You can find Rob's previous Weekend Picks at this link. Just scroll down to April and you will find them.
Space: A New(ish) Queer Frontier
Gays in Space in YAL
But I digress. I’m here to talk about books, and ones that, like newer franchises such as Star Trek: Discovery, Killjoys, and The Expanse, acknowledge gender and sexual diversity elsewhere in the galaxy (and not just through a 0.5 second on-screen kiss between secondary characters. *cough* Star Wars *cough*).
Gays in Space in Young Adult Literature
I also believe these texts offer teaching possibilities, and in particular, they offer the possibility to give young readers hope for a queer future—a future where LGBTQ+ people can thrive not only on earth and in reality, but in dreams and utopias. Jose Esteban Muñoz, in Cruising Utopia: The Then and There of Queer Futurity, looks at the future through the concept of a “concrete utopia,” or a future that is “relational to historically situated struggles” (p. 3). He notes that “Utopia is not prescriptive; it renders potential blueprints of a world not quite here, a horizon of possibility, not a fixed schema” (p. 97). So while these YA texts are not necessarily setting up realistic futures, they do allow educators and youth readers to see potential in what the future can hold for LGBTQ+ people, including themselves, whether on earth, or out among the stars.
Without further ado, here we go!
Peony is a baker on earth, who is called upon to be part of the Universe’s hottest reality TV show, Space Battle Lunchtime. She agrees to be a part of the show, but later learns that the show is filmed on location, in a spaceship. As she gets further into the competition, she realizes that her competitors are not beyond bending a few rules to get their way. Throughout the narrative, Peony has to ask herself if she is up to the challenges and the backstabbing. There is also a beautiful queer love story at the center this delicious graphic novel series that will make get readers’ hearts all aflutter.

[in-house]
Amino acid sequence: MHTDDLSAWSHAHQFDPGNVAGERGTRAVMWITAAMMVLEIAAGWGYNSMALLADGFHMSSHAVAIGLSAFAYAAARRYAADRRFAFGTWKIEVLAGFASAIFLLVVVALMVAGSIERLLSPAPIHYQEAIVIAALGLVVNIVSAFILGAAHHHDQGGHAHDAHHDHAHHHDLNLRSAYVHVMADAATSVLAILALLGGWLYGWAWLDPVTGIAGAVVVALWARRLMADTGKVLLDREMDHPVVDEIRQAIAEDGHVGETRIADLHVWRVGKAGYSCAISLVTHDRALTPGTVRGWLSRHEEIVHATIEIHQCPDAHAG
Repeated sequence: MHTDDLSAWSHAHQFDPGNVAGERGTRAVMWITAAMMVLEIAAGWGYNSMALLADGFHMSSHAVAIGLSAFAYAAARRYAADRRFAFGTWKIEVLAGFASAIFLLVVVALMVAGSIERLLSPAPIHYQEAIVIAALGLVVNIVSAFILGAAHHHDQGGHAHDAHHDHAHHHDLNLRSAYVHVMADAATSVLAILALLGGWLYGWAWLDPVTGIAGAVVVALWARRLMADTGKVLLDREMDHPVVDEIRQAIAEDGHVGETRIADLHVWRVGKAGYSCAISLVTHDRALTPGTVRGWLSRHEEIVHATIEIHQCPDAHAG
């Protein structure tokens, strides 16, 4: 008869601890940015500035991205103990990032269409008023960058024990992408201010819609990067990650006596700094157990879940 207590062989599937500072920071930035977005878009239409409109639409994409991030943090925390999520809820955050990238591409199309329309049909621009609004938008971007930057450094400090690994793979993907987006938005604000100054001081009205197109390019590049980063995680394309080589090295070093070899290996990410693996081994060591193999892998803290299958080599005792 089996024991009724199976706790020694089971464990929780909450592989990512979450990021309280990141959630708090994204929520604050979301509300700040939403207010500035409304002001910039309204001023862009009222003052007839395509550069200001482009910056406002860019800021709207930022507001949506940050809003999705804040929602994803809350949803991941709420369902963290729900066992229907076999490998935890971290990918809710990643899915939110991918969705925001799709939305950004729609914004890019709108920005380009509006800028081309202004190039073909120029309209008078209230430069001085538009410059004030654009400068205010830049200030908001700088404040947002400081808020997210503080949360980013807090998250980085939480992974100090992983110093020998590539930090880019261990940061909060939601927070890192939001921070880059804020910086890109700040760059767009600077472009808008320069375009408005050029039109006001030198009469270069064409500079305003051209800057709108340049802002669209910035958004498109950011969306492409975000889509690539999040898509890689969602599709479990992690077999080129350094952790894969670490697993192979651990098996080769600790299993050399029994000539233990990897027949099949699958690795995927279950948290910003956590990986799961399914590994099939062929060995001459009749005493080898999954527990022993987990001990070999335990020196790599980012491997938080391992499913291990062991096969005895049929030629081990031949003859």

A comet is on its way to earth and Denise and her family are assigned a temporary shelter, but they might not reach the shelter in time. A last-minute change in their journey leads them to a generation ship scheduled to leave earth, but will Denise, who is autistic, be able to prove her worth to the crew? Trans and queer secondary characters show the possibilities of a queer future in space, even if the majority of the narrative is grounded on planet earth.
Nasir “Nax” Hall wants to be a space ship pilot. A really good one. But he’d somehow managed to fail his entrance exam, making his dream a lot less plausible than he’d hoped. But then the academy gets attacked and Nax and a group of “intergalactic wash-ups” because the only hope to save the universe from disaster. England’s novel is a delightful mix of science fiction, mystery, and adventure that features a cast of characters representing a number of genders and sexualities, all of which also intersect with race, class, and ability, among other components of identity. A story that goes beyond coming out tropes or struggles for acceptance.
Representing ace, trans, and pansexual experiences, this novel follows Aisha Un-Haad as she tries to protect her family and the Fleet (the name given to the collective of starships they all live on.) Meanwhile Key Tanaka, who is from the privileged section of the Fleet, wakes up as a cyborg soldier with little recollection of how she got there. Together, they must unite to stop a potential uprising.